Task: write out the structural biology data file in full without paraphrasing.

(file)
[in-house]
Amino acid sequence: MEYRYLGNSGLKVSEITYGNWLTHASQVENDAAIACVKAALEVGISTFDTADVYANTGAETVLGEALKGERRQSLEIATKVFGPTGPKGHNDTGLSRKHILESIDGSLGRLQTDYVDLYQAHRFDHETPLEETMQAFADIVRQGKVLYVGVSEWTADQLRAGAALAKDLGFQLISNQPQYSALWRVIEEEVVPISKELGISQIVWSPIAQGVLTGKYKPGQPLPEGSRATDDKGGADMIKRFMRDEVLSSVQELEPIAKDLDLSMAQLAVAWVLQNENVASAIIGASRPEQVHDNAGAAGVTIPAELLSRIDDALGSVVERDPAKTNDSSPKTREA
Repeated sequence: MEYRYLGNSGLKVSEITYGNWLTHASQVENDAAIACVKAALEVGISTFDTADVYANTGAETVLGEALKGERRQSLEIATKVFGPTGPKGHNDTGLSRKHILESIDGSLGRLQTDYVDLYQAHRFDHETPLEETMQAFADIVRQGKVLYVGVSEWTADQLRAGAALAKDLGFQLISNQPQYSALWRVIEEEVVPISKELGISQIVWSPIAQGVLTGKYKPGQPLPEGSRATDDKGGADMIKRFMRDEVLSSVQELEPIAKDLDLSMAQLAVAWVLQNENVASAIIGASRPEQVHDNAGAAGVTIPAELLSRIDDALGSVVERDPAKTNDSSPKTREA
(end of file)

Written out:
[in-house]
Amino acid sequence: MEYRYLGNSGLKVSEITYGNWLTHASQVENDAAIACVKAALEVGISTFDTADVYANTGAETVLGEALKGERRQSLEIATKVFGPTGPKGHNDTGLSRKHILESIDGSLGRLQTDYVDLYQAHRFDHETPLEETMQAFADIVRQGKVLYVGVSEWTADQLRAGAALAKDLGFQLISNQPQYSALWRVIEEEVVPISKELGISQIVWSPIAQGVLTGKYKPGQPLPEGSRATDDKGGADMIKRFMRDEVLSSVQELEPIAKDLDLSMAQLAVAWVLQNENVASAIIGASRPEQVHDNAGAAGVTIPAELLSRIDDALGSVVERDPAKTNDSSPKTREA
Repeated sequence: MEYRYLGNSGLKVSEITYGNWLTHASQVENDAAIACVKAALEVGISTFDTADVYANTGAETVLGEALKGERRQSLEIATKVFGPTGPKGHNDTGLSRKHILESIDGSLGRLQTDYVDLYQAHRFDHETPLEETMQAFADIVRQGKVLYVGVSEWTADQLRAGAALAKDLGFQLISNQPQYSALWRVIEEEVVPISKELGISQIVWSPIAQGVLTGKYKPGQPLPEGSRATDDKGGADMIKRFMRDEVLSSVQELEPIAKDLDLSMAQLAVAWVLQNENVASAIIGASRPEQVHDNAGAAGVTIPAELLSRIDDALGSVVERDPAKTNDSSPKTREA